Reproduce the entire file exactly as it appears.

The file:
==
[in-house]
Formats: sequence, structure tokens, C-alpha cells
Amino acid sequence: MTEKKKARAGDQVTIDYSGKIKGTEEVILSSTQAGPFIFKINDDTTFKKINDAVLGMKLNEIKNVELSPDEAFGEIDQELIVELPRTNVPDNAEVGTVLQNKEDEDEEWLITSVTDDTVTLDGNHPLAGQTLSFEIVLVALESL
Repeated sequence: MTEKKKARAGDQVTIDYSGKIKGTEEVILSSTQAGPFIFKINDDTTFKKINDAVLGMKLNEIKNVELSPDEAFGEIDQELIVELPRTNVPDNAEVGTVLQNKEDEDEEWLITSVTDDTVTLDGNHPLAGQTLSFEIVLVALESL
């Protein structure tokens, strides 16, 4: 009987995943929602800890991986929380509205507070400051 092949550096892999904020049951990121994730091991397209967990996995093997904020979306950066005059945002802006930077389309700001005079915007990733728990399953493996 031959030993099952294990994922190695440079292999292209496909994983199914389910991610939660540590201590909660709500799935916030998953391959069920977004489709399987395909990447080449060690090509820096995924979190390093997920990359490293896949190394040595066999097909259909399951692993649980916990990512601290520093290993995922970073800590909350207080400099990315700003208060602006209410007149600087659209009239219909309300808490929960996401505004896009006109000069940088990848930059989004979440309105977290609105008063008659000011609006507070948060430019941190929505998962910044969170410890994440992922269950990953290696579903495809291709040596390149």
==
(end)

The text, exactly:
[in-house]
Formats: sequence, structure tokens, C-alpha cells
Amino acid sequence: MTEKKKARAGDQVTIDYSGKIKGTEEVILSSTQAGPFIFKINDDTTFKKINDAVLGMKLNEIKNVELSPDEAFGEIDQELIVELPRTNVPDNAEVGTVLQNKEDEDEEWLITSVTDDTVTLDGNHPLAGQTLSFEIVLVALESL
Repeated sequence: MTEKKKARAGDQVTIDYSGKIKGTEEVILSSTQAGPFIFKINDDTTFKKINDAVLGMKLNEIKNVELSPDEAFGEIDQELIVELPRTNVPDNAEVGTVLQNKEDEDEEWLITSVTDDTVTLDGNHPLAGQTLSFEIVLVALESL
């Protein structure tokens, strides 16, 4: 009987995943929602800890991986929380509205507070400051 092949550096892999904020049951990121994730091991397209967990996995093997904020979306950066005059945002802006930077389309700001005079915007990733728990399953493996 031959030993099952294990994922190695440079292999292209496909994983199914389910991610939660540590201590909660709500799935916030998953391959069920977004489709399987395909990447080449060690090509820096995924979190390093997920990359490293896949190394040595066999097909259909399951692993649980916990990512601290520093290993995922970073800590909350207080400099990315700003208060602006209410007149600087659209009239219909309300808490929960996401505004896009006109000069940088990848930059989004979440309105977290609105008063008659000011609006507070948060430019941190929505998962910044969170410890994440992922269950990953290696579903495809291709040596390149």